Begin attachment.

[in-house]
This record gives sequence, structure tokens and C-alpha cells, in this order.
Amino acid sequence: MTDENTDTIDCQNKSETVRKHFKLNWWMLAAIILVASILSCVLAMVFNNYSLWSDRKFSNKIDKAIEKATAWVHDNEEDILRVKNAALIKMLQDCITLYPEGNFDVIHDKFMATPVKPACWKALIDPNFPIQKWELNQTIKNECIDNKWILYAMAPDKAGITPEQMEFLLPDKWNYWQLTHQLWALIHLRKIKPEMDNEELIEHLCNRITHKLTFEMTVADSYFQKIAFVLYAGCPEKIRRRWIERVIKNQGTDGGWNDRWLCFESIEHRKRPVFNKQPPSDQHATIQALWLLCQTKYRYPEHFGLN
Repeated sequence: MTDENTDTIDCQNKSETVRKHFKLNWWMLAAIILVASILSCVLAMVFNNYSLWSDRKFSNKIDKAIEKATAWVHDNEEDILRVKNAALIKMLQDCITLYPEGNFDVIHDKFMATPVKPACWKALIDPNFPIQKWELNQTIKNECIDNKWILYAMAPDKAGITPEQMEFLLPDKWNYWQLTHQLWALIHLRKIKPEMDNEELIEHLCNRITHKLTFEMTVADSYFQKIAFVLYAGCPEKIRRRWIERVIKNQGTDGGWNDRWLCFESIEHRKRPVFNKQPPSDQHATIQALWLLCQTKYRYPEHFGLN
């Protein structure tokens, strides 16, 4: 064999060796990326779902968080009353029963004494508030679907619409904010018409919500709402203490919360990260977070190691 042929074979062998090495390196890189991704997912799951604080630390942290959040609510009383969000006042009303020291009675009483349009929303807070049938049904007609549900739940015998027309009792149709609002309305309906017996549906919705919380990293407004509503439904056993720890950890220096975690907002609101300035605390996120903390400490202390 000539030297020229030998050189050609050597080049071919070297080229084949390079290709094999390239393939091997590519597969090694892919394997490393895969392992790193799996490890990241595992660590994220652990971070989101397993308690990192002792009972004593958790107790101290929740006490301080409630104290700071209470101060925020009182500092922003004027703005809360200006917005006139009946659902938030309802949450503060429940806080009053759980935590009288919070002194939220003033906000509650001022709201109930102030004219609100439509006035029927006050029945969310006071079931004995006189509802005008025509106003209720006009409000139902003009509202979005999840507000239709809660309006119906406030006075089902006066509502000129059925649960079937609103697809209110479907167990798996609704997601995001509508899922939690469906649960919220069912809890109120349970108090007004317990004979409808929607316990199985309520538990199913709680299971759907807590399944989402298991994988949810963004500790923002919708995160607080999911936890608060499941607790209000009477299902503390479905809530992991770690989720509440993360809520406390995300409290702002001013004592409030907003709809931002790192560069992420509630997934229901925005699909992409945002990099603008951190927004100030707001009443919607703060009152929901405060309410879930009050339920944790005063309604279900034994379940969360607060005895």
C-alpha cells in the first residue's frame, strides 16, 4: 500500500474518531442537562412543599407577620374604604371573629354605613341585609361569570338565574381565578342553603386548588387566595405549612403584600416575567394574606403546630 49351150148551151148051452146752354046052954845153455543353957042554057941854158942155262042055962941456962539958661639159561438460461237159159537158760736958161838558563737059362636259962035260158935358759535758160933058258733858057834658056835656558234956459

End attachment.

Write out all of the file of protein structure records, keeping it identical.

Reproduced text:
[in-house]
This record gives sequence, structure tokens and C-alpha cells, in this order.
Amino acid sequence: MTDENTDTIDCQNKSETVRKHFKLNWWMLAAIILVASILSCVLAMVFNNYSLWSDRKFSNKIDKAIEKATAWVHDNEEDILRVKNAALIKMLQDCITLYPEGNFDVIHDKFMATPVKPACWKALIDPNFPIQKWELNQTIKNECIDNKWILYAMAPDKAGITPEQMEFLLPDKWNYWQLTHQLWALIHLRKIKPEMDNEELIEHLCNRITHKLTFEMTVADSYFQKIAFVLYAGCPEKIRRRWIERVIKNQGTDGGWNDRWLCFESIEHRKRPVFNKQPPSDQHATIQALWLLCQTKYRYPEHFGLN
Repeated sequence: MTDENTDTIDCQNKSETVRKHFKLNWWMLAAIILVASILSCVLAMVFNNYSLWSDRKFSNKIDKAIEKATAWVHDNEEDILRVKNAALIKMLQDCITLYPEGNFDVIHDKFMATPVKPACWKALIDPNFPIQKWELNQTIKNECIDNKWILYAMAPDKAGITPEQMEFLLPDKWNYWQLTHQLWALIHLRKIKPEMDNEELIEHLCNRITHKLTFEMTVADSYFQKIAFVLYAGCPEKIRRRWIERVIKNQGTDGGWNDRWLCFESIEHRKRPVFNKQPPSDQHATIQALWLLCQTKYRYPEHFGLN
């Protein structure tokens, strides 16, 4: 064999060796990326779902968080009353029963004494508030679907619409904010018409919500709402203490919360990260977070190691 042929074979062998090495390196890189991704997912799951604080630390942290959040609510009383969000006042009303020291009675009483349009929303807070049938049904007609549900739940015998027309009792149709609002309305309906017996549906919705919380990293407004509503439904056993720890950890220096975690907002609101300035605390996120903390400490202390 000539030297020229030998050189050609050597080049071919070297080229084949390079290709094999390239393939091997590519597969090694892919394997490393895969392992790193799996490890990241595992660590994220652990971070989101397993308690990192002792009972004593958790107790101290929740006490301080409630104290700071209470101060925020009182500092922003004027703005809360200006917005006139009946659902938030309802949450503060429940806080009053759980935590009288919070002194939220003033906000509650001022709201109930102030004219609100439509006035029927006050029945969310006071079931004995006189509802005008025509106003209720006009409000139902003009509202979005999840507000239709809660309006119906406030006075089902006066509502000129059925649960079937609103697809209110479907167990798996609704997601995001509508899922939690469906649960919220069912809890109120349970108090007004317990004979409808929607316990199985309520538990199913709680299971759907807590399944989402298991994988949810963004500790923002919708995160607080999911936890608060499941607790209000009477299902503390479905809530992991770690989720509440993360809520406390995300409290702002001013004592409030907003709809931002790192560069992420509630997934229901925005699909992409945002990099603008951190927004100030707001009443919607703060009152929901405060309410879930009050339920944790005063309604279900034994379940969360607060005895």
C-alpha cells in the first residue's frame, strides 16, 4: 500500500474518531442537562412543599407577620374604604371573629354605613341585609361569570338565574381565578342553603386548588387566595405549612403584600416575567394574606403546630 49351150148551151148051452146752354046052954845153455543353957042554057941854158942155262042055962941456962539958661639159561438460461237159159537158760736958161838558563737059362636259962035260158935358759535758160933058258733858057834658056835656558234956459